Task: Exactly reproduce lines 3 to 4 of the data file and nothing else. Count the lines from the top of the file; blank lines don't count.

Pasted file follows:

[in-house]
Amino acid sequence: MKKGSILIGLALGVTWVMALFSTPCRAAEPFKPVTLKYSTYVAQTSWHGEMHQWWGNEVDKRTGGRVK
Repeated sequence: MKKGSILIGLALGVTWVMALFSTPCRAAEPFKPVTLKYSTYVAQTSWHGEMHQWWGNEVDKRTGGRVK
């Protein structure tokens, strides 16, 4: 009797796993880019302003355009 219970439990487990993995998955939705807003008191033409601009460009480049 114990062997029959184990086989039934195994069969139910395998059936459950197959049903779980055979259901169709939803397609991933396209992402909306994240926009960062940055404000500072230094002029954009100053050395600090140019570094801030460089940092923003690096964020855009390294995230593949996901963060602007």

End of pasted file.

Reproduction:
Repeated sequence: MKKGSILIGLALGVTWVMALFSTPCRAAEPFKPVTLKYSTYVAQTSWHGEMHQWWGNEVDKRTGGRVK
């Protein structure tokens, strides 16, 4: 009797796993880019302003355009 219970439990487990993995998955939705807003008191033409601009460009480049 114990062997029959184990086989039934195994069969139910395998059936459950197959049903779980055979259901169709939803397609991933396209992402909306994240926009960062940055404000500072230094002029954009100053050395600090140019570094801030460089940092923003690096964020855009390294995230593949996901963060602007």